Expecting mums ‘heartbroken’ at continued ban on partners at ultrasounds

Posted in Pregnancy News.

Expecting mums say it’s time for the lifting of COVID-19 restrictions which prevent partners from attending ultrasounds and antenatal appointments at some Victorian hospitals.

It’s been 48 days since Victoria recorded a locally-acquired case of COVID-19, yet some hospitals are still limiting partners from being at ultrasounds.

It’s prompted ‘heartbroken’ mums-to-be to speak out and petition for change. “It’s such an important cause and I feel heartbroken that non-birthing parents are not being given the opportunity for early bonding with their babies and the benefits of antenatal education,” said Mum’s Grapevine Pregnancy Facebook Group member Tamara Bluhm.

Tamara Bluhm ultrasound ban

Tamara Bluhm

“I’m a mum of one, and after a traumatic birth with my daughter it was a challenge to decide to conceive again. I am now 32 weeks pregnant. I have only had two antenatal appointments face to face despite being high risk. My husband is especially anxious about my health and that of our babies, and the fact that he has not been able to attend any of our appointments to date means he lacks information to prepare himself for this next birth.”

Mums frustrated at ultrasound restrictions

Ultrasound pregnancy

Victoria’s Chief Health Officer lifted specific limits for visitors to hospitals three weeks ago, with each hospital now able to set their own visiting rules. Some public hospitals have begun easing restrictions for partners to attend ultrasounds.

Tamara, who is a birth trauma counselor, says the lack of consistency across Victorian hospitals is frustrating. “The incidence of birth trauma, perinatal, and postnatal depression and anxiety appear to have risen dramatically since COVID. It is disappointing that hospitals are not prioritising new parents’ mental health and attachment with their babies, when outside people are meeting in shopping centres, cafes and their family homes with large groups of people.”

First-time mum Courtney Tiernan says her pregnancy has felt ‘lonely’ due to the current restrictions. “I’ve struggled to go to all scans and appointments by myself, it feels like a bit of a solo journey,” she told Mum’s Grapevine. “We paid for a private scan around 26 weeks just so my partner could come and see his son moving and hear his heartbeat. We were fortunate to be in a position to be able to afford that but not everyone is.

“Scans and appointments are so crucial to the bonding experience and it’s just been a lonely journey. I also feel guilty that I get to see and experience so much more than my partner and I do worry about the impacts that may have on their bond.”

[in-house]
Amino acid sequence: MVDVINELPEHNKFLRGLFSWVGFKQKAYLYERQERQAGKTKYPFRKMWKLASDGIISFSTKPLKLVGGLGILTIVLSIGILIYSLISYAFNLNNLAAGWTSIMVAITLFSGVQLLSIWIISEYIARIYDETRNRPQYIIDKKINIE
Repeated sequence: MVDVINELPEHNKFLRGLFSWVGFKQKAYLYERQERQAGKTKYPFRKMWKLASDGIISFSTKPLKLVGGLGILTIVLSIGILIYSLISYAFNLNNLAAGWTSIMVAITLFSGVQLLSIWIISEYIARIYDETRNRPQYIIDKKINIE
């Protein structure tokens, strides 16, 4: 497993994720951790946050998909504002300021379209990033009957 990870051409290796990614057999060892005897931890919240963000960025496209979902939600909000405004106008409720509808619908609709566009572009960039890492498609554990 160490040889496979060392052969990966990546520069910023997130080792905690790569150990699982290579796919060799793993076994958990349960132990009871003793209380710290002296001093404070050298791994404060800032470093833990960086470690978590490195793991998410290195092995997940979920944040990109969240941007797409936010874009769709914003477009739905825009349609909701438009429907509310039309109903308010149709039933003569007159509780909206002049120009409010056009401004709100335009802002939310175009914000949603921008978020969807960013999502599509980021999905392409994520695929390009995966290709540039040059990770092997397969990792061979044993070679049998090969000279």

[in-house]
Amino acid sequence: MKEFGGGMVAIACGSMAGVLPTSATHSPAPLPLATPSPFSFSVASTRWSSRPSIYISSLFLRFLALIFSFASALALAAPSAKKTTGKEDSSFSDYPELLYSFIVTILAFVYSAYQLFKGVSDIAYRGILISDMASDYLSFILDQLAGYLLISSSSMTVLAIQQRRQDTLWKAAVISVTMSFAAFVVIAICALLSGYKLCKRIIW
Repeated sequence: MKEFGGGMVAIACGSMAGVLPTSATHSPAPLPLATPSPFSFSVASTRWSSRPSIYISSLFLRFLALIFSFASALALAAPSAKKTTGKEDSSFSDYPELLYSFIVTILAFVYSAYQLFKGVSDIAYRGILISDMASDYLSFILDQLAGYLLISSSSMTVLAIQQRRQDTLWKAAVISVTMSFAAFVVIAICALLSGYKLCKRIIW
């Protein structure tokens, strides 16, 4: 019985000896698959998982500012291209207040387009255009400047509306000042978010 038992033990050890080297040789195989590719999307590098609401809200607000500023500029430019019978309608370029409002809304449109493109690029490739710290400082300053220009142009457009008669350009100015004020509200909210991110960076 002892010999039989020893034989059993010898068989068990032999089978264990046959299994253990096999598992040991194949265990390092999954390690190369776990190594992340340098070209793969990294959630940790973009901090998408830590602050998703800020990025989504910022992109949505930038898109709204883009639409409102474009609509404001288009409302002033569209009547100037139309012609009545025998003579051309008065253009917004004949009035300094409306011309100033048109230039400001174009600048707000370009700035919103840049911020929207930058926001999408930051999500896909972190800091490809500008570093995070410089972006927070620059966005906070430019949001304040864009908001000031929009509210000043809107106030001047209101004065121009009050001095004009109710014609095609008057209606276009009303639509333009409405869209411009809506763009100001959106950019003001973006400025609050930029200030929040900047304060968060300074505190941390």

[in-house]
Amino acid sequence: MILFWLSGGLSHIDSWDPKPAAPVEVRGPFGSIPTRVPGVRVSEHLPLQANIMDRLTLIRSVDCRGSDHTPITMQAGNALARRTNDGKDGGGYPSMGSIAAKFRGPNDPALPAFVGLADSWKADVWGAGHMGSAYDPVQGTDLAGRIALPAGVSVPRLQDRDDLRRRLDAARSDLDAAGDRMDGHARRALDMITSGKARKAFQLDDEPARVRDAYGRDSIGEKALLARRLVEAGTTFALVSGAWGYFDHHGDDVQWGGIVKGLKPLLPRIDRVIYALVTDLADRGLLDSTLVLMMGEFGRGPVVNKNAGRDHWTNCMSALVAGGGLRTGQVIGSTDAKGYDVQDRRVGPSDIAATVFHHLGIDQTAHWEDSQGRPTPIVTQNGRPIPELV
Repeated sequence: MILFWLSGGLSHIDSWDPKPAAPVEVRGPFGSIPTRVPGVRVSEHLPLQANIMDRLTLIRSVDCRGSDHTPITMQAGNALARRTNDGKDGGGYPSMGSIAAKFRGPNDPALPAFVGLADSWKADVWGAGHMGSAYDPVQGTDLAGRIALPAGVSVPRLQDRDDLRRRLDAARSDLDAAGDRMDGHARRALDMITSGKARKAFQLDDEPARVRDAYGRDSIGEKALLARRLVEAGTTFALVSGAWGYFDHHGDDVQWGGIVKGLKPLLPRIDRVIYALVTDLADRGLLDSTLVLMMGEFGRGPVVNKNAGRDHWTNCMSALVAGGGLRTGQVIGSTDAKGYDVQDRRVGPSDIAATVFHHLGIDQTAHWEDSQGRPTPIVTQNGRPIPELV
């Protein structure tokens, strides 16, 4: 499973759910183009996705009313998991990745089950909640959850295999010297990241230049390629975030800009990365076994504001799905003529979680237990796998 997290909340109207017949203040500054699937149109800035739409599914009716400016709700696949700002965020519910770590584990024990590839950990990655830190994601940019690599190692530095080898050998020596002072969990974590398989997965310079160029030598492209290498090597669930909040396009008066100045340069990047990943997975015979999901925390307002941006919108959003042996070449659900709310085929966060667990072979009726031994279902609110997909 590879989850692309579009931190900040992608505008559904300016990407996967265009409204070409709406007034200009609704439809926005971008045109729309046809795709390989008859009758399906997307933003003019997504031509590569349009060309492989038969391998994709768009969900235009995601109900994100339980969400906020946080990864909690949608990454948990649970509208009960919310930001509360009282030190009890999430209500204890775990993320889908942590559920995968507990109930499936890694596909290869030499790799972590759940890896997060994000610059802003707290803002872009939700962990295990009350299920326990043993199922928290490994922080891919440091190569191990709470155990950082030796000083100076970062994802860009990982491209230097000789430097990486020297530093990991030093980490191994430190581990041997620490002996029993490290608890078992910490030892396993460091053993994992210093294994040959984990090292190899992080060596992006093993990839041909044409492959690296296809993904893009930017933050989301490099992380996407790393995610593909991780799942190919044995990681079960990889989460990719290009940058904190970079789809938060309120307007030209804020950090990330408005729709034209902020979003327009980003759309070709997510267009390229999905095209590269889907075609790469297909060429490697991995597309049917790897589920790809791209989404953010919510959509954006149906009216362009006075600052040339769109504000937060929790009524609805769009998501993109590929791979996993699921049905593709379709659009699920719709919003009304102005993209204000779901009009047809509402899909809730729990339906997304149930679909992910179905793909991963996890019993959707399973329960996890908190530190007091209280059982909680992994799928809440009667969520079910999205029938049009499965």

Restrictions constantly reviewed

Mum’s Grapevine contacted several Victorian hospitals, seeking clarification on the current restrictions.

A spokesperson for Eastern Health, which runs Box Hill and Angliss Hospitals, said, “In keeping with the COVID-19 safe practices across all of our services, Eastern Health is currently restricting the number of people permitted in antenatal ultrasound. All of our expectant parents are directly advised ahead of their appointments to let them know of our COVID-safe practices, including this current restriction.

 “By the nature of the practice, a sonographer must have direct contact with the expectant mother while conducting an ultrasound, and as a consequence, cannot maintain adequate social distancing. As antenatal ultrasound is a very specialised area of practice, and with a limited number of sonographers at Eastern Health, the clinical risk is deemed too high to permit a third person in the room at the time of the ultrasound. Should a sonographer be exposed to COVID-19, the resulting furloughing of staff would have a severe impact on the workforce available in this profession.”

 A spokesperson for Barwon Health said, “In line with our most recent DHHS advice, support people can join an ultrasound appointment when they are required. This is assessed on a case-by-case basis, with support people remaining in the waiting room when necessary to meet social distancing guidelines.”

The hospitals say they’re constantly reviewing policies surrounding COVID restrictions.

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